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COMPREHENSIVE PROGRAM | Businesses urged to develop solid waste management plan

Gather your friends and head over to SM for Trash to Cash, a monthly recycling market that encourages communities to follow best waste management practices by bringing in recyclables.

THE City Environment and Natural Resources Office (CENRO) has urged business establishments to come up with a comprehensive solid waste management plan that they can implement.

The plan is necessary, pointed out, so they could be issued a certificate for their operations.

“Ang purpose sa solid waste management plan, regarding ni siya karon sa iyahang sistema sa paglabay niya, pag-manage sa iyahang basura. So once na mag-inspection mi then mu-comply siya sa requirements. ang isa lang gyud ka major requirement is the solid waste management plan,” said Engr. Marivic Reyes, head of the office on Friday.

Although the certificate is required for those applying for new business permits based on the Solid Waste Management Ordinance in 2009, Reyes said, the businesses should follow their respective management plans so they will not be punished.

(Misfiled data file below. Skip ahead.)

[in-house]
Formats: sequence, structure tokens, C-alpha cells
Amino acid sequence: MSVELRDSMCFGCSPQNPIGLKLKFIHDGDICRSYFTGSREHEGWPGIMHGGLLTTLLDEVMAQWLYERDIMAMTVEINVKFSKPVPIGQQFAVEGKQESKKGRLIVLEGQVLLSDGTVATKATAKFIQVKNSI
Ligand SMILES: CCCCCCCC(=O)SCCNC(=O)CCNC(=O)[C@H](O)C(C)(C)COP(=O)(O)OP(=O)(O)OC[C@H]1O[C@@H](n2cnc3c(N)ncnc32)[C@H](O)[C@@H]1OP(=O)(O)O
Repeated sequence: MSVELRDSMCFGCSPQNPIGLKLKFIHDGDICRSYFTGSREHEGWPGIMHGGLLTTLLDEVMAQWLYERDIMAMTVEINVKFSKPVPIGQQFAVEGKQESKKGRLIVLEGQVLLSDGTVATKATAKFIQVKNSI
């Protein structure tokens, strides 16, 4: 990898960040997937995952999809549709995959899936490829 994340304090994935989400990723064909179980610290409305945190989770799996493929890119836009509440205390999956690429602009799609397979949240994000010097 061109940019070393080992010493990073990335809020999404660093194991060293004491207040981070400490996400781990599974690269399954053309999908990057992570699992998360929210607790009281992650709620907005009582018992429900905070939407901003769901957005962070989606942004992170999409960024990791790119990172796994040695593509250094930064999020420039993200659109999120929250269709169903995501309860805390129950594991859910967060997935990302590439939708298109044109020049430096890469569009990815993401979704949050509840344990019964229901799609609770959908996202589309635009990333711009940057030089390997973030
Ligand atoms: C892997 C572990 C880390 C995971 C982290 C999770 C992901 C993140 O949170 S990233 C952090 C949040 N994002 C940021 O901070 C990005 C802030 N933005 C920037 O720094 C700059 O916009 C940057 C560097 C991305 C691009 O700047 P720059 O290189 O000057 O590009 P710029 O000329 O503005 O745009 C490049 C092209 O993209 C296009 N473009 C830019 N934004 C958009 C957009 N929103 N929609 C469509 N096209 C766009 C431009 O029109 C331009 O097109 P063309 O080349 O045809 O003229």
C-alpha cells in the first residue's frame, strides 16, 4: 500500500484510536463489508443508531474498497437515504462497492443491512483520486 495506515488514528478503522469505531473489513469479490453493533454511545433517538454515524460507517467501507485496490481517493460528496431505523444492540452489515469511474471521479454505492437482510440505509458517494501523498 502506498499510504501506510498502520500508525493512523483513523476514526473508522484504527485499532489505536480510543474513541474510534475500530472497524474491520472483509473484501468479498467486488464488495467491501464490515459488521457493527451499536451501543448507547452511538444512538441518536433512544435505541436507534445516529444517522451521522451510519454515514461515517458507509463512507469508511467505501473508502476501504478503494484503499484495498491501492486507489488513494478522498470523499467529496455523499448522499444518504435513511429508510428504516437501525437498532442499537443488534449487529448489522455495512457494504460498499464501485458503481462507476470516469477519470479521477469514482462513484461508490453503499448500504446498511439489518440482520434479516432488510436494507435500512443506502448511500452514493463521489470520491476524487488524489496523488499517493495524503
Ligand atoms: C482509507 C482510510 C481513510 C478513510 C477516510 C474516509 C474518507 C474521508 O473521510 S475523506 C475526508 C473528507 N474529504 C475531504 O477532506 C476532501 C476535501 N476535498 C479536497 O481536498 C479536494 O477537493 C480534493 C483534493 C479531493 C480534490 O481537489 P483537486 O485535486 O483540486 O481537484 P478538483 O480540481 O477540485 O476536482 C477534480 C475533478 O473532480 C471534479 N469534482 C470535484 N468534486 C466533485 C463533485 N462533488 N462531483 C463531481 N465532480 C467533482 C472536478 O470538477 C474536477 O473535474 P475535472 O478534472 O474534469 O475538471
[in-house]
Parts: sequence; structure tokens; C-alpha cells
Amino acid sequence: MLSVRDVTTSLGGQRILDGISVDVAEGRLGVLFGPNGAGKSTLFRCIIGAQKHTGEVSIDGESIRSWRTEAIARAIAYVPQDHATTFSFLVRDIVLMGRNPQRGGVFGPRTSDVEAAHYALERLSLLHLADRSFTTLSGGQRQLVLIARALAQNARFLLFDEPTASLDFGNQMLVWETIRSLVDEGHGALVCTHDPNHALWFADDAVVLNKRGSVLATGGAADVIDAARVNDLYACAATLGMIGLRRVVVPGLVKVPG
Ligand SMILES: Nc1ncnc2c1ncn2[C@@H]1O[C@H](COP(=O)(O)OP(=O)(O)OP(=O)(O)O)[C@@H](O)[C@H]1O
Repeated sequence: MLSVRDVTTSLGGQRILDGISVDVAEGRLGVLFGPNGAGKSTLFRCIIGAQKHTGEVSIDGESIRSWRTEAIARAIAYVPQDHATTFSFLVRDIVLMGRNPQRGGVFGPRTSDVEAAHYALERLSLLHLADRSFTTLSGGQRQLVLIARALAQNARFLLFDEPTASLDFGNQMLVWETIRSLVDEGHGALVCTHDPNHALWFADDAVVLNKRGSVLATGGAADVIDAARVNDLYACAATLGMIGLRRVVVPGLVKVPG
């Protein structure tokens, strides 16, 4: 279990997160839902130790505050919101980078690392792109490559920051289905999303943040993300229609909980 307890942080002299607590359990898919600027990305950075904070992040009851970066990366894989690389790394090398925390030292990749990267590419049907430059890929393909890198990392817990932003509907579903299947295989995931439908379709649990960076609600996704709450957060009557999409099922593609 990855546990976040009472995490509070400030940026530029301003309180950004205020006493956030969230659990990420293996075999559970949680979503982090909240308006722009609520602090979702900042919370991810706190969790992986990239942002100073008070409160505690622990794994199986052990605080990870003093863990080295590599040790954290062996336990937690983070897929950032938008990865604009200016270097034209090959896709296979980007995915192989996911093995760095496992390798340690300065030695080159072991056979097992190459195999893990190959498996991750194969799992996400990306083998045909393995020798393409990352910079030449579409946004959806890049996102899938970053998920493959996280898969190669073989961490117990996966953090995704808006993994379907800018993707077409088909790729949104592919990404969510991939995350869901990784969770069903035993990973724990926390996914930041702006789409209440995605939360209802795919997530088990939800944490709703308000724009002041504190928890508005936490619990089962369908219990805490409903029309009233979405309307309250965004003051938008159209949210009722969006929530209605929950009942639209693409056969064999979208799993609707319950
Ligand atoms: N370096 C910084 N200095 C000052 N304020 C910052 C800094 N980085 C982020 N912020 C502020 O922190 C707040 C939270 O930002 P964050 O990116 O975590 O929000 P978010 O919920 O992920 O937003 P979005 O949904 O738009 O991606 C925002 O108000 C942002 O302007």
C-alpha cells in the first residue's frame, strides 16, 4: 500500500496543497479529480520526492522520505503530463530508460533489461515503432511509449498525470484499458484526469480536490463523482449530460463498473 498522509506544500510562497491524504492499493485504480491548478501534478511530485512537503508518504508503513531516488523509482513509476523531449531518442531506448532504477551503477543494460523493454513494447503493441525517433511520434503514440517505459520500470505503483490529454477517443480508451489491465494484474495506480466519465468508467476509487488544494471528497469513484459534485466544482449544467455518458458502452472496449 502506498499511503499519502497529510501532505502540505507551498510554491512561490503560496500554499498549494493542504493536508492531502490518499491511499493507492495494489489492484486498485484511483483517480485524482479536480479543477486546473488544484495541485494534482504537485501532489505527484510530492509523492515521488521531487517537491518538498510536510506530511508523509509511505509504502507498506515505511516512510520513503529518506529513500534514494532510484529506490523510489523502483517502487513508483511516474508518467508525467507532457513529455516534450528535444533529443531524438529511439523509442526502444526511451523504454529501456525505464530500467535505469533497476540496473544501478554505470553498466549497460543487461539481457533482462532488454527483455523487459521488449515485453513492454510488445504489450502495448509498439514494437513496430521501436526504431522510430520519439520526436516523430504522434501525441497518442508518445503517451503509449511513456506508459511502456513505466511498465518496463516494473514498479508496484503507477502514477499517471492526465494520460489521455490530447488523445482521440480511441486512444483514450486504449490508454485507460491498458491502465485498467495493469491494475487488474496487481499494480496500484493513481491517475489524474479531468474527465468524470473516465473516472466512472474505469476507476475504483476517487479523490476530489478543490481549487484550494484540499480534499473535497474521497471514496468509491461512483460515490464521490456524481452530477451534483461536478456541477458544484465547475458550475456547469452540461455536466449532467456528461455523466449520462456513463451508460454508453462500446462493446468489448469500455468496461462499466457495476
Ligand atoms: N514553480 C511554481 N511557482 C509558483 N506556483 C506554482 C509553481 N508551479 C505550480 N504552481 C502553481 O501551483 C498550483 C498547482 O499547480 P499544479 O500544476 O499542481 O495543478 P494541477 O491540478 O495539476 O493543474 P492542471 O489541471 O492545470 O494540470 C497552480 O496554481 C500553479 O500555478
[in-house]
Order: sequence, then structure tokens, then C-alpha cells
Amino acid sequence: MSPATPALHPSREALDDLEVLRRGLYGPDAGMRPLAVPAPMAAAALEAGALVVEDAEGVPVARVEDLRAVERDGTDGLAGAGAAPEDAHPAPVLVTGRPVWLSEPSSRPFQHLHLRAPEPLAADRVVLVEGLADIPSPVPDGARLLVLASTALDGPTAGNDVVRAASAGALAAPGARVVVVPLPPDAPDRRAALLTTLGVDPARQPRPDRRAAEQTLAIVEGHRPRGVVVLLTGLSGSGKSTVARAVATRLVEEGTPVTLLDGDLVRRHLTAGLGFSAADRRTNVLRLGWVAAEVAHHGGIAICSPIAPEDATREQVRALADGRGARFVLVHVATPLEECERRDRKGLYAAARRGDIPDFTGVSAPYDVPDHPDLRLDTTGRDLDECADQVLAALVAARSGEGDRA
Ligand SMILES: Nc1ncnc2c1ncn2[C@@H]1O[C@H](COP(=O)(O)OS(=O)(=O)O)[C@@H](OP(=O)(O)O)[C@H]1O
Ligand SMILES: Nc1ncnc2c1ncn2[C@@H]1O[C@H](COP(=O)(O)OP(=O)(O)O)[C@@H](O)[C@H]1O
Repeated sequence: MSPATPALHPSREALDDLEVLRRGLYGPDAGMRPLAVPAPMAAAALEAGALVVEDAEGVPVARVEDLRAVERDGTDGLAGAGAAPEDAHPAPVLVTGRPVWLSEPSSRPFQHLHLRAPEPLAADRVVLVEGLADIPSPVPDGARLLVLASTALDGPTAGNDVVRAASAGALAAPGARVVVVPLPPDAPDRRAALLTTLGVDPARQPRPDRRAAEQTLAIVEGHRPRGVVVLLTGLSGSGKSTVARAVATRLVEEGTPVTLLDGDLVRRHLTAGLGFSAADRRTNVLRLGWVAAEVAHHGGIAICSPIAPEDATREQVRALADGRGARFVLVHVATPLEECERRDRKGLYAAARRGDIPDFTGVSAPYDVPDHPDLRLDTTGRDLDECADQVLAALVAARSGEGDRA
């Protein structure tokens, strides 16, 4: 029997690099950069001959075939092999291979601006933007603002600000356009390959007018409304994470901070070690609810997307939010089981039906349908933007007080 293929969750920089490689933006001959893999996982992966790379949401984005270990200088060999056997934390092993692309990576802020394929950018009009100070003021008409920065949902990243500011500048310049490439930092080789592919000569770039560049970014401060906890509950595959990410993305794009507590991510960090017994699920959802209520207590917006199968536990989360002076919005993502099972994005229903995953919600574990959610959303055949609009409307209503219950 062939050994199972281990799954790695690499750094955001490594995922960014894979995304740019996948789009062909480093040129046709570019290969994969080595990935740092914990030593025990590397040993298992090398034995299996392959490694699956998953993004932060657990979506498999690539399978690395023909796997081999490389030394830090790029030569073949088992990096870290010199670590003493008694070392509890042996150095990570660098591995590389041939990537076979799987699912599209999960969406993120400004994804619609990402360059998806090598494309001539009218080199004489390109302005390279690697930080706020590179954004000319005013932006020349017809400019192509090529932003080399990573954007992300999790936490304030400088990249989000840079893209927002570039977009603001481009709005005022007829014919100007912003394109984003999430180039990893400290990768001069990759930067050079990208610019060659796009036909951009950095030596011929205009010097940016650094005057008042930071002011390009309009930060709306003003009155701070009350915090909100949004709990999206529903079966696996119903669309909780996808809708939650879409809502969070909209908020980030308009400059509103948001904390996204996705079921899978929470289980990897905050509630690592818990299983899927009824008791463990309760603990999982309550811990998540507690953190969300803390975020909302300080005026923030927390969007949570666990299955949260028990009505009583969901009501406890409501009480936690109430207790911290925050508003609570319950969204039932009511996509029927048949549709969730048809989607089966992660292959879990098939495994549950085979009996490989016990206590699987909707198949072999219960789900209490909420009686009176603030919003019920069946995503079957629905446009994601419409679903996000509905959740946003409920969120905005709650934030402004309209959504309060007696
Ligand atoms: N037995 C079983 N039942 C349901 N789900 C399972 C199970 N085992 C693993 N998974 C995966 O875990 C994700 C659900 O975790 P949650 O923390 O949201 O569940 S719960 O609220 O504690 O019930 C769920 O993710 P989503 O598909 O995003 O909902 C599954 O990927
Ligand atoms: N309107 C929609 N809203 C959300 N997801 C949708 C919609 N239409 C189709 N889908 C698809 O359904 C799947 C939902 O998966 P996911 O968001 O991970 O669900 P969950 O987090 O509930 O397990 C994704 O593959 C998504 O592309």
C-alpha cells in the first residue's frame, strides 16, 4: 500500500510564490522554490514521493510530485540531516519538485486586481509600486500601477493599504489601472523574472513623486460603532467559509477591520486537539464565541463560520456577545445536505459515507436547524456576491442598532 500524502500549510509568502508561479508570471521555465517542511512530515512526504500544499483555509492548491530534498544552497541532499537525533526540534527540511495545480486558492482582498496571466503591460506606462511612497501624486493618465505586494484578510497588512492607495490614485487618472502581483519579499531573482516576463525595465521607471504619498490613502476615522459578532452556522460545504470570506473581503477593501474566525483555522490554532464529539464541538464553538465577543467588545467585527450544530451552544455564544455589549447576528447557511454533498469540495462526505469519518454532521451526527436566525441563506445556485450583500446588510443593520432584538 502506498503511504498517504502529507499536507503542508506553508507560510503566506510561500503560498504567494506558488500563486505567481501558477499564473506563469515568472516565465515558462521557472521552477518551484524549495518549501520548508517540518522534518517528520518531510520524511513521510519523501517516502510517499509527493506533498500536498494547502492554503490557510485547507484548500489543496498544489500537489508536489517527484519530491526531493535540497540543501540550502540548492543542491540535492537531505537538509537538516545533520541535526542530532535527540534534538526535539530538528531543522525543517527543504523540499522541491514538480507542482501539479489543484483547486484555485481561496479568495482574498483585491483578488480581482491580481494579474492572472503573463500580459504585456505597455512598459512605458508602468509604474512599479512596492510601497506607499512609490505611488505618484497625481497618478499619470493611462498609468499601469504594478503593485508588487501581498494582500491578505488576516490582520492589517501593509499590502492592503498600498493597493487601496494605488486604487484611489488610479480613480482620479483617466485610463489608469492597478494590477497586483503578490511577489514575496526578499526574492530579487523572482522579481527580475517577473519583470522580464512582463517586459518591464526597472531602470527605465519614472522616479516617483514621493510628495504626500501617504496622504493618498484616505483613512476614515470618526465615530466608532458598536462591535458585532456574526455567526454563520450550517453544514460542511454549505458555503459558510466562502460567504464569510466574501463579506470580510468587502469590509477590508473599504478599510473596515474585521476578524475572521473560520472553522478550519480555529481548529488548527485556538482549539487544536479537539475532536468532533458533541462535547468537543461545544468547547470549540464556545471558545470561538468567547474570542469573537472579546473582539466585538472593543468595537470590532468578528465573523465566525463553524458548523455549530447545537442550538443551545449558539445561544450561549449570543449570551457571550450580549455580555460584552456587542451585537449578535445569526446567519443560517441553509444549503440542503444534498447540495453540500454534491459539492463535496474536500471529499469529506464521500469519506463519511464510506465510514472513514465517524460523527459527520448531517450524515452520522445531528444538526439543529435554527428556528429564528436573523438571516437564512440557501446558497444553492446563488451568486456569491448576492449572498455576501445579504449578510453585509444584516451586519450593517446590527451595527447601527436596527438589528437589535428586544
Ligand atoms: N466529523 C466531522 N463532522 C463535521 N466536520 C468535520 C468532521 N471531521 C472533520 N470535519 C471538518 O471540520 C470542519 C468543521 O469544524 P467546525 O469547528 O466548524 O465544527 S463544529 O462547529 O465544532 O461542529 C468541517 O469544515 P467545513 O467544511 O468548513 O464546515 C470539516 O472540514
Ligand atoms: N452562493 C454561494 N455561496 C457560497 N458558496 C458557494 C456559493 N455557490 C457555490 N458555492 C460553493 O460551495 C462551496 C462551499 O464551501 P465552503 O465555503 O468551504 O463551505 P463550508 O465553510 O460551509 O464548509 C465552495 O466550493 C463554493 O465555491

“Naa sa balaud na ang usa ka establishment kung nag-operate siya sa iyang business without a Solid Waste Management Certificate, ma-penalize siya kay naa siya’y violation sa atong ordinance ug naa siya’y penalty nga P5,000,” she explained as they will be inspected regularly to determine their compliance. 

The plan must contain segregation schematics, collection points, the disposal schedule, and other waste management details to ensure that only residual garbage would be collected by the office.

If a business is found violating its plan, it can reapply for another certificate after complying with the penalty.

Reyes said the city government is intensifying its campaign on waste management due to the amount of garbage that the city has generated as during the height of the COVID-19 pandemic, the city generated about 223,431 tons of garbage, 254,750 tons in 2021 and 285,829 tons in 2022. 

The wastes have been brought to the sanitary landfill which has been full, although Reyes said there have efforts to minimize the waste production as the office collects about 700 tons of garbage a day.

“Kung subayon nato ang pag-study, naa gyud pagkunhod ang atong collection. Dili lang ma-feel sa kadagahnan, dili ma-feel sa mga Dabawenyos usually because nag-increase pud ang atong mga subdivisions, naa ta’y incoming na mga condos,” Reyes said. 

The city government, through Councilor Temujin Ocampo, has pushed for the implementation of the waste-to-energy project which will convert garbage generated into fuel for a power plant.

However, environmental groups have opposed the project saying that the method will still result in environmental problems because it will generate harmful chemicals.


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